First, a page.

Color and Marking.  Colors aren’t just about looking good when it comes to wiring harnesses, colors fill an important role in identifying individual circuits to make finding and fixing problems in the future far easier.  If a vehicle has a problem in the future and the circuit must be traced back the service technician can refer to a wiring schematic of the vehicle and see what color wires are involved in the circuit he or she is troubleshooting to make finding them much easier.  Usually these wires are buried in the vehicle and wrapped in tape or some other covering material making it impossible to track a connection by any other method. There are usually around 12-14 standard colors, but the wire vendor can often also stripe the wire in another color to produce dozens of combinations so that every circuit can be an individual color combo that is unique to it alone in the vehicle.  Additionally wires can also be marked with labels, printed on, or laser etched to further identify them as is required in some industries such as aerospace.

Size.  Wire can be produced in a huge variety of sizes and it is important to size your wire correctly to ensure safety, correct operation, and to keep costs down.  Wire is not sized by the outside dimension of the finished wire and cable, but rather by the cross sectional area of the conductor only (the metal part inside the insulation).  This is important to understand if you are choosing your wire to fit into an existing application or replace a portion of existing wiring. You must measure the actual conductor, not the outside of the wire.  As mentioned in the materials section, the size size wire may be available in 2 or 3 insulation thicknesses. Using a wire that is too large for a given application will cost more due to more copper (or other conductor) being used.  Sizing a wire too small will cause electrical friction (think about a pipe that is too small), this results in higher resistance, and thus result in a higher voltage drop across the wire, and a lot more heat. The electrical resistance of different wire sizes is easy to obtain and by simply using Ohms law you can calculate the voltage drop at different current levels as well as the power loss (Voltage drop * Current) that the wire will have to dissipate.  If for example you calculated that a particular size wire will cause a 60W power loss, think about grabbing an old fashioned 60 w incandescent light bulb after it has been on a while, you’ll get burned! The same thing can happen in a wire and it will self heat and if that temperature gets higher than the rating on the insulation the insulation will begin to melt off and pose a fire, electrocution, and burn danger. There are three common wire sizing standards, AWG, SAE, and Metric (cross sectional area).  Another size consideration would be the thickness of the insulation, which is usually dictated by the dielectric withstand it is rated for. Or put more simply, the voltage potential you can have on either side of the insulation without an arc burning through. Most automotive wire types are rated to withstand 300v or 600v, which is plenty for an automobile that typically has around 12v in most circuits. If dealing with AC power from a building, or a high voltage circuit like a spark plug wire, you will need to pay far more attention to the insulation thickness and type for a given application.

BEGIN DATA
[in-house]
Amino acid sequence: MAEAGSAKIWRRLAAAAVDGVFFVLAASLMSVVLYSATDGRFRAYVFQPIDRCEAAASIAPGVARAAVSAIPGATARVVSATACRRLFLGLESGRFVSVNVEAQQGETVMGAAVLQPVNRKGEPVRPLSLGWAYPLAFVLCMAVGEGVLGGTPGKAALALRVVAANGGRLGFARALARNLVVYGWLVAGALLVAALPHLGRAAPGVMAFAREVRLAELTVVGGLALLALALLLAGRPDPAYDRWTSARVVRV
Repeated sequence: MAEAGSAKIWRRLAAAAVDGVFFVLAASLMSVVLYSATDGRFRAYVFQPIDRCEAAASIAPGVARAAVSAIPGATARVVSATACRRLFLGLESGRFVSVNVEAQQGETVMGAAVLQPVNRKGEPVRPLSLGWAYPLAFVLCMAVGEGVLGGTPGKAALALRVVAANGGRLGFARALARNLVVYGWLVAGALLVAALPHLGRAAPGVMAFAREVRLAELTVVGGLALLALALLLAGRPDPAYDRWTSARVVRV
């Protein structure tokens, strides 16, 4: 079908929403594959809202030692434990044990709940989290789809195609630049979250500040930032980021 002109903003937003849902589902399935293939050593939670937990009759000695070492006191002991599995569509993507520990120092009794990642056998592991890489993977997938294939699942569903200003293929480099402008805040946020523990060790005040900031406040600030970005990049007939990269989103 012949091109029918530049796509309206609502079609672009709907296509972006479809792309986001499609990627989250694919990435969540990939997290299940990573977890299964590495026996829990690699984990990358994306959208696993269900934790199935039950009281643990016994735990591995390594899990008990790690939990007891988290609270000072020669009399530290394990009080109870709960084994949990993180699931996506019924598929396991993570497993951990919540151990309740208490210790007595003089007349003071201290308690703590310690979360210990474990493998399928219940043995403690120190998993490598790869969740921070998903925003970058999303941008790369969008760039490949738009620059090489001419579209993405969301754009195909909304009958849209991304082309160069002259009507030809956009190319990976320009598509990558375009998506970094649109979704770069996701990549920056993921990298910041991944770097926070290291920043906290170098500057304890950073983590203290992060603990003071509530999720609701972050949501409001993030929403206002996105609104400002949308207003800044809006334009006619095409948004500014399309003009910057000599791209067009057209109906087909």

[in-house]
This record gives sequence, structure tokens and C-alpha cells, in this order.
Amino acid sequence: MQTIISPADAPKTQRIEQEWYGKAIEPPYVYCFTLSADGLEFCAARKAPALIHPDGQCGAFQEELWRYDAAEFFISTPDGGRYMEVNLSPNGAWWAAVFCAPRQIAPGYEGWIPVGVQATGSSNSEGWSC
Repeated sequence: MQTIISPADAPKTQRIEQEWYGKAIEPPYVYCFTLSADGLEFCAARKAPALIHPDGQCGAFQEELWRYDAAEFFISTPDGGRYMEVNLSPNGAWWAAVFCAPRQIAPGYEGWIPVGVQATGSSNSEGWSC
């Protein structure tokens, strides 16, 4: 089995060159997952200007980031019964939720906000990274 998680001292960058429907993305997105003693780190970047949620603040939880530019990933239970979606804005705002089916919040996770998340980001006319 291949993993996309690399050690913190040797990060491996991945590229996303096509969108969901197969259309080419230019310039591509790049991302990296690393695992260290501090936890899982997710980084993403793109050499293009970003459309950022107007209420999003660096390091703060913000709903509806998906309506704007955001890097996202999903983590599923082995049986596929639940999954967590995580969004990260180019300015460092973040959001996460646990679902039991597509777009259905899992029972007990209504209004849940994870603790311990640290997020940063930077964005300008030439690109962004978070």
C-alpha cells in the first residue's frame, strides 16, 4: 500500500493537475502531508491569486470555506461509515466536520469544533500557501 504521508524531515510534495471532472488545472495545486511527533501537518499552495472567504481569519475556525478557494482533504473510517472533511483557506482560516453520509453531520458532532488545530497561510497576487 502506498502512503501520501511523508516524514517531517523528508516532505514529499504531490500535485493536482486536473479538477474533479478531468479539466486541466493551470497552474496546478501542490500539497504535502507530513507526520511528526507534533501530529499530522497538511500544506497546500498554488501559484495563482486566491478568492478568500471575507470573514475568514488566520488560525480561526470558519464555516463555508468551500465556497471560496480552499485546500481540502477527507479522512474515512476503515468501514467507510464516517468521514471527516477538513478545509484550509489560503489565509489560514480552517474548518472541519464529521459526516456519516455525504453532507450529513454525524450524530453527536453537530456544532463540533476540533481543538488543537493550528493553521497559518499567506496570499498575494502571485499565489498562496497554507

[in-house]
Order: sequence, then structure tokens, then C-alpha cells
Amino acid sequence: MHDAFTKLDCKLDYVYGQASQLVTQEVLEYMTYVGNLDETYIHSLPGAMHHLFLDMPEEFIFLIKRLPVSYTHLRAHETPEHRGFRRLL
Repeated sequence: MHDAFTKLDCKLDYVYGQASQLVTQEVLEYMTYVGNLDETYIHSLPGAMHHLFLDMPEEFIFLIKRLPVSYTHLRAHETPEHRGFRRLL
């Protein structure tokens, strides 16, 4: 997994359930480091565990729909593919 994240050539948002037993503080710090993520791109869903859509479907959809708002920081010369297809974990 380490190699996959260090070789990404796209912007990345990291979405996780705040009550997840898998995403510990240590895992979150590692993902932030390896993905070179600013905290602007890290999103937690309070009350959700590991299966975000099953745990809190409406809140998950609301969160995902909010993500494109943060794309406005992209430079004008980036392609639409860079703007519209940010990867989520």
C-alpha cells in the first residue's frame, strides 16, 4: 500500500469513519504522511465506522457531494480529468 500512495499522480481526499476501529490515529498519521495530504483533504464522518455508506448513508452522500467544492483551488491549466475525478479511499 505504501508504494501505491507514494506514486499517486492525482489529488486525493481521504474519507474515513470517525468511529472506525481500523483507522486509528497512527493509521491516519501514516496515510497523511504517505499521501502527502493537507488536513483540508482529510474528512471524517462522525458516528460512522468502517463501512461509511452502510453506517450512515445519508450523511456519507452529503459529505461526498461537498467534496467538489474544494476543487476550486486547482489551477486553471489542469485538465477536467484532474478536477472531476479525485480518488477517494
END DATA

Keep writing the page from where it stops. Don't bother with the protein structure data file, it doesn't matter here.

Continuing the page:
As you can see picking wire isn’t as easy as stopping by the local home depot and grabbing a spool of “blue”, but we’re here to help if you need help designing or manufacturing your wiring solution so don’t hesitate to contact us for help!